The rise of the tech industry has created unprecedented opportunities for early employees, who are now able to make fortunes from stock options. For example, Stripe is offering to buy back some of its shares from early employees in order to help them pay their taxes upon exercise of their stock options. This is a unique situation that could allow employees to make more money than they would have made had they taken a job at BigCo over four years ago; however, there are still risks associated with working at an early-stage startup.
First and foremost, it’s important to remember that stock option grants expire after 10 years. This means that even if you join an early-stage startup and hit the jackpot with your equity grant, you may not be able to collect on it if the 10 year mark passes before the company exits. Additionally, while Stripe’s situation is unique and can be beneficial for its early employees in terms of post-tax cash gains due to their ability to sell some shares back directly from those employees or via a secondary sale where Stripe buys some of their stock back – other companies may not offer this same benefit and as such can limit employee liquidity until IPO or prevent it altogether via transfer “veto rights” which ensure control over ownership (or cap table) and prevent undesired post-tax cash gains for those involved.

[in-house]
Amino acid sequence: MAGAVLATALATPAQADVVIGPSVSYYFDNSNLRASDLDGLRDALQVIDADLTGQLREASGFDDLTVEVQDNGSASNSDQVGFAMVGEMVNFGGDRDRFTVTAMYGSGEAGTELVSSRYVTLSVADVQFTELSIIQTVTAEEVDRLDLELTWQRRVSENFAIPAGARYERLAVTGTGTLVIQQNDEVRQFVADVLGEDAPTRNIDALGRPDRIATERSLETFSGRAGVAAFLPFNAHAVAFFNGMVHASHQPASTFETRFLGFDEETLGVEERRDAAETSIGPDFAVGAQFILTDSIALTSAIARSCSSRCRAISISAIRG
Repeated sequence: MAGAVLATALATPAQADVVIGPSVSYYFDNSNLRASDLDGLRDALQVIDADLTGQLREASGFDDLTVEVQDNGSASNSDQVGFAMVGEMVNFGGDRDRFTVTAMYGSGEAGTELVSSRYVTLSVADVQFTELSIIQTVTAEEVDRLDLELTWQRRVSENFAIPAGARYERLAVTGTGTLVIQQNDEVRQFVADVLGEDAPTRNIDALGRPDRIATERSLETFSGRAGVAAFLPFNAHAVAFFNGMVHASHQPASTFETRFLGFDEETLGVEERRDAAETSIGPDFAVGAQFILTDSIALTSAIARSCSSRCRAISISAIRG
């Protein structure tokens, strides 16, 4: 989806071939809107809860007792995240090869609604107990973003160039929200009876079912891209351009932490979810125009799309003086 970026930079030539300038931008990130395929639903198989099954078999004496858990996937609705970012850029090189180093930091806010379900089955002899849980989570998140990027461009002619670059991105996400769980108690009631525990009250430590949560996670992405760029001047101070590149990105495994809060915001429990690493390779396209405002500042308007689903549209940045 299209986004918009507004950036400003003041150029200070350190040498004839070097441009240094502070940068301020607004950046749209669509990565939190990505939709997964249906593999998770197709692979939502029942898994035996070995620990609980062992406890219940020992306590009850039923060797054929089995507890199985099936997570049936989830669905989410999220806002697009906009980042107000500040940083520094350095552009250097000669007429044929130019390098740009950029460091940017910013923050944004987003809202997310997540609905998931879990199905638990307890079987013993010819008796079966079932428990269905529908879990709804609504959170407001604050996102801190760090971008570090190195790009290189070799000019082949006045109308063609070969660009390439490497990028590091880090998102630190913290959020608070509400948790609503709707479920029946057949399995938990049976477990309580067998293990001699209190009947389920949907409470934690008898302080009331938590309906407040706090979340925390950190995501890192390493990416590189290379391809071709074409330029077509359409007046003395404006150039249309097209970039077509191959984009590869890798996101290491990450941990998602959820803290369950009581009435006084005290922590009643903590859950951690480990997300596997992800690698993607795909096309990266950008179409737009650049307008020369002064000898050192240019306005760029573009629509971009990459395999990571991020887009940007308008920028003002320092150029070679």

Finally, it’s important to note that while working at a startup can lead one down a lucrative path should everything work out – startups are risky venture by nature which often don’t succeed due traditional failure methods (e.g., bankruptcy). The potential upside must be weighed against potential downside (e.g., opportunity costs), especially when considering whether it makes sense financially speaking as opposed just skill set wise; thus making sure you research thoroughly any company you decide join before doing so is paramount in assuring success - both personal and financial - when joining an early stage startup
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Author Eliza Ng